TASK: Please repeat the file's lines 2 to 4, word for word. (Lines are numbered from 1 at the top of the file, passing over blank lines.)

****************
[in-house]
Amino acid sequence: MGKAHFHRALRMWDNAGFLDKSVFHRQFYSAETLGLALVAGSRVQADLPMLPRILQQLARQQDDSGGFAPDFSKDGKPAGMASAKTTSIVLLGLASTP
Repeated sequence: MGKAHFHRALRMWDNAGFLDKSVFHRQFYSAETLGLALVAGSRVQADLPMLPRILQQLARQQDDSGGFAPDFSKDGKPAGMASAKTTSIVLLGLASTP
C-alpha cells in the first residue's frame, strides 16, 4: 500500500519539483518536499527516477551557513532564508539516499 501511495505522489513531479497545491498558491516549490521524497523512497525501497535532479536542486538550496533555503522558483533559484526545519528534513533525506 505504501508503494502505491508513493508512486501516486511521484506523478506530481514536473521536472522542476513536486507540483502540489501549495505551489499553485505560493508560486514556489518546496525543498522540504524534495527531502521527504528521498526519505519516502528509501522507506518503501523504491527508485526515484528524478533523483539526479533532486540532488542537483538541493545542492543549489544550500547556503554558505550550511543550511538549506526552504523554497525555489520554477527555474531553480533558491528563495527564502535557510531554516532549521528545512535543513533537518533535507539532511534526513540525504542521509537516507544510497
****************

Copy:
Amino acid sequence: MGKAHFHRALRMWDNAGFLDKSVFHRQFYSAETLGLALVAGSRVQADLPMLPRILQQLARQQDDSGGFAPDFSKDGKPAGMASAKTTSIVLLGLASTP
Repeated sequence: MGKAHFHRALRMWDNAGFLDKSVFHRQFYSAETLGLALVAGSRVQADLPMLPRILQQLARQQDDSGGFAPDFSKDGKPAGMASAKTTSIVLLGLASTP
C-alpha cells in the first residue's frame, strides 16, 4: 500500500519539483518536499527516477551557513532564508539516499 501511495505522489513531479497545491498558491516549490521524497523512497525501497535532479536542486538550496533555503522558483533559484526545519528534513533525506 505504501508503494502505491508513493508512486501516486511521484506523478506530481514536473521536472522542476513536486507540483502540489501549495505551489499553485505560493508560486514556489518546496525543498522540504524534495527531502521527504528521498526519505519516502528509501522507506518503501523504491527508485526515484528524478533523483539526479533532486540532488542537483538541493545542492543549489544550500547556503554558505550550511543550511538549506526552504523554497525555489520554477527555474531553480533558491528563495527564502535557510531554516532549521528545512535543513533537518533535507539532511534526513540525504542521509537516507544510497